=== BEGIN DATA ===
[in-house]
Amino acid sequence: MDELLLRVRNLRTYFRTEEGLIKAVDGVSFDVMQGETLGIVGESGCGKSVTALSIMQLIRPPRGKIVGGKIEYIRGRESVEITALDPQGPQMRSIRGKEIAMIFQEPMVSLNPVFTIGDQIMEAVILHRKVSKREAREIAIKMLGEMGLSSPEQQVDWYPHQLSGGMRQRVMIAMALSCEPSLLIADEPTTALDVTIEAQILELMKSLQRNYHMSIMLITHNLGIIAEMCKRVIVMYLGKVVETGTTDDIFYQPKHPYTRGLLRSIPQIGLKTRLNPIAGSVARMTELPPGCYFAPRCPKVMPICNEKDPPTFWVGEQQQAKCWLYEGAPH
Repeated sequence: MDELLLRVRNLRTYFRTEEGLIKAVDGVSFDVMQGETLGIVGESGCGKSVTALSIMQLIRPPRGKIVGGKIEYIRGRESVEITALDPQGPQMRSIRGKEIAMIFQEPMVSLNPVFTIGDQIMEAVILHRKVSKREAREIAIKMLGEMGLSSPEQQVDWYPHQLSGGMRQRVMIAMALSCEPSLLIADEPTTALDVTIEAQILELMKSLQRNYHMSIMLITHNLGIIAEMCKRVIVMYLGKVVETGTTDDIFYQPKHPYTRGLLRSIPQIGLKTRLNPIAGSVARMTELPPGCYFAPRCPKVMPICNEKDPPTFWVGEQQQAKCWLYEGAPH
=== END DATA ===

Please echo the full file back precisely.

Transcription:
[in-house]
Amino acid sequence: MDELLLRVRNLRTYFRTEEGLIKAVDGVSFDVMQGETLGIVGESGCGKSVTALSIMQLIRPPRGKIVGGKIEYIRGRESVEITALDPQGPQMRSIRGKEIAMIFQEPMVSLNPVFTIGDQIMEAVILHRKVSKREAREIAIKMLGEMGLSSPEQQVDWYPHQLSGGMRQRVMIAMALSCEPSLLIADEPTTALDVTIEAQILELMKSLQRNYHMSIMLITHNLGIIAEMCKRVIVMYLGKVVETGTTDDIFYQPKHPYTRGLLRSIPQIGLKTRLNPIAGSVARMTELPPGCYFAPRCPKVMPICNEKDPPTFWVGEQQQAKCWLYEGAPH
Repeated sequence: MDELLLRVRNLRTYFRTEEGLIKAVDGVSFDVMQGETLGIVGESGCGKSVTALSIMQLIRPPRGKIVGGKIEYIRGRESVEITALDPQGPQMRSIRGKEIAMIFQEPMVSLNPVFTIGDQIMEAVILHRKVSKREAREIAIKMLGEMGLSSPEQQVDWYPHQLSGGMRQRVMIAMALSCEPSLLIADEPTTALDVTIEAQILELMKSLQRNYHMSIMLITHNLGIIAEMCKRVIVMYLGKVVETGTTDDIFYQPKHPYTRGLLRSIPQIGLKTRLNPIAGSVARMTELPPGCYFAPRCPKVMPICNEKDPPTFWVGEQQQAKCWLYEGAPH